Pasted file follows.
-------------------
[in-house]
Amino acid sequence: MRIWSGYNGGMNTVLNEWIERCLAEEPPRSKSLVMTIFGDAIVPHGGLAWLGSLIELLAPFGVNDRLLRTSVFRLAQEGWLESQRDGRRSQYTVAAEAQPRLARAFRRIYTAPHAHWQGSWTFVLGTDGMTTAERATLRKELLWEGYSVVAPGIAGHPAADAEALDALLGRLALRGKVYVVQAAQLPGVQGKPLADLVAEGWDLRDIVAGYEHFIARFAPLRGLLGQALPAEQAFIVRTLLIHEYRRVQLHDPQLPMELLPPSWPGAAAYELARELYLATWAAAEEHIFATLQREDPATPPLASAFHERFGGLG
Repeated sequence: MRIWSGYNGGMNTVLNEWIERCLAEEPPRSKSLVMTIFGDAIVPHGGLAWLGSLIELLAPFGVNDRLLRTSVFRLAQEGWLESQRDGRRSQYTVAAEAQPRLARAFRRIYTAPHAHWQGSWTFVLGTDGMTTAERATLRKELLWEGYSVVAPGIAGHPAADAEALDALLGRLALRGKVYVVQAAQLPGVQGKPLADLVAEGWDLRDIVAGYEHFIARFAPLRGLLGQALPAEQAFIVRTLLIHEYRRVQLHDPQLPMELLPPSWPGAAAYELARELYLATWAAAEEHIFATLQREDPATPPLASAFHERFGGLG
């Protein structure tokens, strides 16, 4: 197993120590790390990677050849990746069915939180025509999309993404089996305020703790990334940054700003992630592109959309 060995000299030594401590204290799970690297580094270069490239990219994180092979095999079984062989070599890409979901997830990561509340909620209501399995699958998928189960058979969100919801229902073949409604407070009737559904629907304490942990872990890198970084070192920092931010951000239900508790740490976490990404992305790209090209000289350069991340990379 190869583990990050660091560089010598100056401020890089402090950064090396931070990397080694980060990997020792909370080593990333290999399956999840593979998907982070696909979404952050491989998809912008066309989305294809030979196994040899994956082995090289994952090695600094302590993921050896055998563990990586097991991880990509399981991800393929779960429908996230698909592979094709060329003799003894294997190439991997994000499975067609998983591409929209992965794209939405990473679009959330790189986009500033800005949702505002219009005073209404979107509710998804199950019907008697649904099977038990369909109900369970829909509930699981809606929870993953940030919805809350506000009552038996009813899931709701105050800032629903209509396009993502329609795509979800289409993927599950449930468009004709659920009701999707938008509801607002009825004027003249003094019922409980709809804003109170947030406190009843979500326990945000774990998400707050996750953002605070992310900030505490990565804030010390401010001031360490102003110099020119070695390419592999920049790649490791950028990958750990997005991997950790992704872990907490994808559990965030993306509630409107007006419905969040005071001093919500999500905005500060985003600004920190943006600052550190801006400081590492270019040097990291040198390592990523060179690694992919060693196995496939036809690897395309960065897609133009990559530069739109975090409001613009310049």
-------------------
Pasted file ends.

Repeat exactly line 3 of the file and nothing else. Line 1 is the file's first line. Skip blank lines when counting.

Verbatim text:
Repeated sequence: MRIWSGYNGGMNTVLNEWIERCLAEEPPRSKSLVMTIFGDAIVPHGGLAWLGSLIELLAPFGVNDRLLRTSVFRLAQEGWLESQRDGRRSQYTVAAEAQPRLARAFRRIYTAPHAHWQGSWTFVLGTDGMTTAERATLRKELLWEGYSVVAPGIAGHPAADAEALDALLGRLALRGKVYVVQAAQLPGVQGKPLADLVAEGWDLRDIVAGYEHFIARFAPLRGLLGQALPAEQAFIVRTLLIHEYRRVQLHDPQLPMELLPPSWPGAAAYELARELYLATWAAAEEHIFATLQREDPATPPLASAFHERFGGLG